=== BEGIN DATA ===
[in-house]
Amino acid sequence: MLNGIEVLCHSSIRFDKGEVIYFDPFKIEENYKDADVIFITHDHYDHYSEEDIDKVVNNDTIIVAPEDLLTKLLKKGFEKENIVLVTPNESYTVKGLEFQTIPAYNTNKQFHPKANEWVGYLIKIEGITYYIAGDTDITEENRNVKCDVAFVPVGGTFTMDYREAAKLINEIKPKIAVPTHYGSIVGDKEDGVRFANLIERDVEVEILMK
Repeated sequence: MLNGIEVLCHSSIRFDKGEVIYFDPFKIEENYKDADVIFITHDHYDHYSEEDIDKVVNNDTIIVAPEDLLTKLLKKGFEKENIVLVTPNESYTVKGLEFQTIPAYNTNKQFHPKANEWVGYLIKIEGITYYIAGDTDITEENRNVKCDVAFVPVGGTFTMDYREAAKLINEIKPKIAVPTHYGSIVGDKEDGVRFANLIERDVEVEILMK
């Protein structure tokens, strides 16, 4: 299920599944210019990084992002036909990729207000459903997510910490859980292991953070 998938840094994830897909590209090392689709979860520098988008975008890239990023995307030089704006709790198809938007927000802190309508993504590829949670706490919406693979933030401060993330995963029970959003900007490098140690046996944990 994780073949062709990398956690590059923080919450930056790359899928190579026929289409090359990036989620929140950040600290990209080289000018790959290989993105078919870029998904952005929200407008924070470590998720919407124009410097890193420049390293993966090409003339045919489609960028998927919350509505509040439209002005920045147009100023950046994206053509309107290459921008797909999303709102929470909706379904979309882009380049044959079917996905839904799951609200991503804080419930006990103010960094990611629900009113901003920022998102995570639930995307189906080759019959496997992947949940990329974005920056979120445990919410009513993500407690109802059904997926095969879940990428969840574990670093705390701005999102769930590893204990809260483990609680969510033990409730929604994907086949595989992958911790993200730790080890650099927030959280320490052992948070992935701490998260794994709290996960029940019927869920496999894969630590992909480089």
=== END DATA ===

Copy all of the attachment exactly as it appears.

[in-house]
Amino acid sequence: MLNGIEVLCHSSIRFDKGEVIYFDPFKIEENYKDADVIFITHDHYDHYSEEDIDKVVNNDTIIVAPEDLLTKLLKKGFEKENIVLVTPNESYTVKGLEFQTIPAYNTNKQFHPKANEWVGYLIKIEGITYYIAGDTDITEENRNVKCDVAFVPVGGTFTMDYREAAKLINEIKPKIAVPTHYGSIVGDKEDGVRFANLIERDVEVEILMK
Repeated sequence: MLNGIEVLCHSSIRFDKGEVIYFDPFKIEENYKDADVIFITHDHYDHYSEEDIDKVVNNDTIIVAPEDLLTKLLKKGFEKENIVLVTPNESYTVKGLEFQTIPAYNTNKQFHPKANEWVGYLIKIEGITYYIAGDTDITEENRNVKCDVAFVPVGGTFTMDYREAAKLINEIKPKIAVPTHYGSIVGDKEDGVRFANLIERDVEVEILMK
């Protein structure tokens, strides 16, 4: 299920599944210019990084992002036909990729207000459903997510910490859980292991953070 998938840094994830897909590209090392689709979860520098988008975008890239990023995307030089704006709790198809938007927000802190309508993504590829949670706490919406693979933030401060993330995963029970959003900007490098140690046996944990 994780073949062709990398956690590059923080919450930056790359899928190579026929289409090359990036989620929140950040600290990209080289000018790959290989993105078919870029998904952005929200407008924070470590998720919407124009410097890193420049390293993966090409003339045919489609960028998927919350509505509040439209002005920045147009100023950046994206053509309107290459921008797909999303709102929470909706379904979309882009380049044959079917996905839904799951609200991503804080419930006990103010960094990611629900009113901003920022998102995570639930995307189906080759019959496997992947949940990329974005920056979120445990919410009513993500407690109802059904997926095969879940990428969840574990670093705390701005999102769930590893204990809260483990609680969510033990409730929604994907086949595989992958911790993200730790080890650099927030959280320490052992948070992935701490998260794994709290996960029940019927869920496999894969630590992909480089």